Governor O’Malley recently signed into law the “Healthy Retail Employee Act,” which mandates that some Maryland employers provide paid work breaks to certain retail employees.
Which employers are covered?
The law applies to retail establishments that employ 50 or more employees, or businesses that own one or more franchises operating under the same trade name that cumulatively employ more than 50 employees in Maryland. A retail establishment is defined by the law as a “place or business with the primary purpose of selling goods to a consumer who is present at the place of business at the time of sale.” Wholesalers and restaurants are exempted from the law.
What Type Of Break Must Be Provided?
Generally, a non-working shift break must be provided. The length of the required break varies based on the number of hours worked:
If the employee’s shift does not exceed six consecutive hours, the 15-minute break may be waived by written agreement between the employee and employer.
Working shift breaks may be provided instead of non-working breaks if the employer and the employee mutually agree in writing to the working shift break, and either:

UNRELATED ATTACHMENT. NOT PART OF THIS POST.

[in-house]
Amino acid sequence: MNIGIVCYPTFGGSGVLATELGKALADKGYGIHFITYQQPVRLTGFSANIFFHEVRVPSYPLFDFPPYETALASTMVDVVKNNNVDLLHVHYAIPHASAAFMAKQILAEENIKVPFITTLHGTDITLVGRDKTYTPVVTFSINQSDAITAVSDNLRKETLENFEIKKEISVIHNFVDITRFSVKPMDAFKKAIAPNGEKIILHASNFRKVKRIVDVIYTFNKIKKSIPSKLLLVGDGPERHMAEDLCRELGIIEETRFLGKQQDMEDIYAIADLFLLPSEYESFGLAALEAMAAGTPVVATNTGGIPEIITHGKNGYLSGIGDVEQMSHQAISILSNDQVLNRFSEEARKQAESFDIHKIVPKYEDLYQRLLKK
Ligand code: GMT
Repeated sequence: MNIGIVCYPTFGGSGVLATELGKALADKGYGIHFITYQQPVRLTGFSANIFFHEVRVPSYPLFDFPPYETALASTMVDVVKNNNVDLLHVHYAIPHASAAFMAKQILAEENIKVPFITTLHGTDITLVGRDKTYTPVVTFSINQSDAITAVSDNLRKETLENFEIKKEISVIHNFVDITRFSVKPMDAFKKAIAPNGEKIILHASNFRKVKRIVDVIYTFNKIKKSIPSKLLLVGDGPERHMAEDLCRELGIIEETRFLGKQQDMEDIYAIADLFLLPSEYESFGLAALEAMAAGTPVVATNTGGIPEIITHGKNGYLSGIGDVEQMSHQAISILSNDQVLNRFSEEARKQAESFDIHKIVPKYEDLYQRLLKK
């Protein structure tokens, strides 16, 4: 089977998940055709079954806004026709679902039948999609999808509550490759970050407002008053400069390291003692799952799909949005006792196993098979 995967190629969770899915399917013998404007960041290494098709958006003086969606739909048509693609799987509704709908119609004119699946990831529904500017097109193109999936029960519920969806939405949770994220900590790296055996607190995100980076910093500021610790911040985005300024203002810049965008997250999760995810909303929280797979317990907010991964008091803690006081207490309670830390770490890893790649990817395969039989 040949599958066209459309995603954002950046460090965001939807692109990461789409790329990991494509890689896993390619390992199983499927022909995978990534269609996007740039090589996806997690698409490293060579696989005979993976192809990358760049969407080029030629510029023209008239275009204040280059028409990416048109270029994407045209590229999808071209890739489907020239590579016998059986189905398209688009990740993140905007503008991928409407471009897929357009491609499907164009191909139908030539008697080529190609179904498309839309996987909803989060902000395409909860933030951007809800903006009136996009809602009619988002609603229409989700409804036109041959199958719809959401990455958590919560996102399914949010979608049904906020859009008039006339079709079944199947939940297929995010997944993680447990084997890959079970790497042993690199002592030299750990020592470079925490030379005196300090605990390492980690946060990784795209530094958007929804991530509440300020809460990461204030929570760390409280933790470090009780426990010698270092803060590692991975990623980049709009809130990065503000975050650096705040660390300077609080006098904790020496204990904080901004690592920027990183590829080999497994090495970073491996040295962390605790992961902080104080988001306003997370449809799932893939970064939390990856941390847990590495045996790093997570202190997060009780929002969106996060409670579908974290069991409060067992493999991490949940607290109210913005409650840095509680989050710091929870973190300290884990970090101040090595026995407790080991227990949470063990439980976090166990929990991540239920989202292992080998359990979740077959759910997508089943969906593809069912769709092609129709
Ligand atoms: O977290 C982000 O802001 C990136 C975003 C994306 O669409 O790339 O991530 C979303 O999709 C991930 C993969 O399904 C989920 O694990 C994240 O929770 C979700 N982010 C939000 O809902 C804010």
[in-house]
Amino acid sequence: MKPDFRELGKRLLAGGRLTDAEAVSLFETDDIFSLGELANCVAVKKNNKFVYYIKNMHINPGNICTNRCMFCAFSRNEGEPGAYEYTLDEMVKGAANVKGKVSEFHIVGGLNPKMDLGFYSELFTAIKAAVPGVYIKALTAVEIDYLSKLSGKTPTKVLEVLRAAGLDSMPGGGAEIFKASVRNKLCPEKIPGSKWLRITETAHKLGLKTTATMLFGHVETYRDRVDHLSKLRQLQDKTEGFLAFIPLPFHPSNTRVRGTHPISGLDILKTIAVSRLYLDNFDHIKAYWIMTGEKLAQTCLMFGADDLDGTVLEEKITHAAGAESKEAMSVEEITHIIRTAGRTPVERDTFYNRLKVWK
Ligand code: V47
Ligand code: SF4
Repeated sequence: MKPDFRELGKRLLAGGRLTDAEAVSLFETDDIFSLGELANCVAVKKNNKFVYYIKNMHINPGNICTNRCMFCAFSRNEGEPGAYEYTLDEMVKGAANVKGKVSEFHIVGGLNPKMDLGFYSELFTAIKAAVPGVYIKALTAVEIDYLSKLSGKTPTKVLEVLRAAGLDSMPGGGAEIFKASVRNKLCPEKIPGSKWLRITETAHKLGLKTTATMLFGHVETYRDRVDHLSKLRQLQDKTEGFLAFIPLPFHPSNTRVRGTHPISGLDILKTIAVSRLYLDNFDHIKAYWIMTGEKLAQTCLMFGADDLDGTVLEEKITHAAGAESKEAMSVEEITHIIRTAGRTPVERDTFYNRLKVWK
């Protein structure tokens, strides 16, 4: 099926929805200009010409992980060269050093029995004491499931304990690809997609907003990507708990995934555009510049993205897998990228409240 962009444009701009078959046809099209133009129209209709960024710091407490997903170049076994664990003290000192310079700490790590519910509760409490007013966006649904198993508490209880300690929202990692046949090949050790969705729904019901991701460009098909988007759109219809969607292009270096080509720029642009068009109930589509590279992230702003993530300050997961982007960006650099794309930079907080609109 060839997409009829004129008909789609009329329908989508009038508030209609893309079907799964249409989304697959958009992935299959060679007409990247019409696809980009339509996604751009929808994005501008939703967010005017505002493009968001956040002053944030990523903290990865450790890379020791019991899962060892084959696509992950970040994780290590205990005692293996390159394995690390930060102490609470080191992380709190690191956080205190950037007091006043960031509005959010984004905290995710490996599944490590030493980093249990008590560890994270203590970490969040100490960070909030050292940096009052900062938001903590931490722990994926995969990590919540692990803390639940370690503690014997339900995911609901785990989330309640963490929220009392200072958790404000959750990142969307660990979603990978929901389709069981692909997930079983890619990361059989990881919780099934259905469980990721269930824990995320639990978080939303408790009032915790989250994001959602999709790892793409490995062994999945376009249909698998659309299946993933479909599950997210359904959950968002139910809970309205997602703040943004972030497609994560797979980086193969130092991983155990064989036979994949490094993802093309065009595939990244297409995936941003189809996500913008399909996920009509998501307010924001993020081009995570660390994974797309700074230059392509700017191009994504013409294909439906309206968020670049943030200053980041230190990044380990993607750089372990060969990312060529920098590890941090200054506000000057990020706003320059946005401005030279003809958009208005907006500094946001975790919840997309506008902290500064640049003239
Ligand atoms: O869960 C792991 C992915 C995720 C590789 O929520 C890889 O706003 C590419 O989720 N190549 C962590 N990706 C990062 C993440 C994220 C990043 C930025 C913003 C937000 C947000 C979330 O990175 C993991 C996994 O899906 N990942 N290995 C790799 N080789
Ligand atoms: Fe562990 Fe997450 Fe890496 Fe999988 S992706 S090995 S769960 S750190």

Which employees are protected by the law?
Employees who work for covered retail employers are protected, except that the following employees are not covered under the law:
What Are The Penalties For Violation?
Employees may file a complaint with the Commissioner of Labor and Industry. If the Commissioner determines that there has been a violation, he my issue an order compelling compliance. At the Commissioner’s discretion, he may asses a civil penalty of up to $300 for each employee for whom the employer is not in compliance with the law, or up to $600 per employee, if there have been repeat violations within three years of the Commissioner finding a prior violation of the law by the employer. Employers may appeal the finding of a violation or assessment of a fine under the State’s administrative procedures act. If the employer fails to comply with a final order of the Commissioner, the Commissioner may bring an action in circuit court to enforce the order.
Under certain circumstances where there has been a repeat violation concerning the same employee, the employee may also file suit. If the employee prevails, he/she may be entitled to three times the hourly wage for each shift break violation of the law and reasonable attorney’s fees.
When Does The Law Become Effective?
The new break requirements become effective on March 1, 2011.
If you have any questions regarding this new law, please contact Chuck Bacharach or Bob Kellner in the Employment Law Group.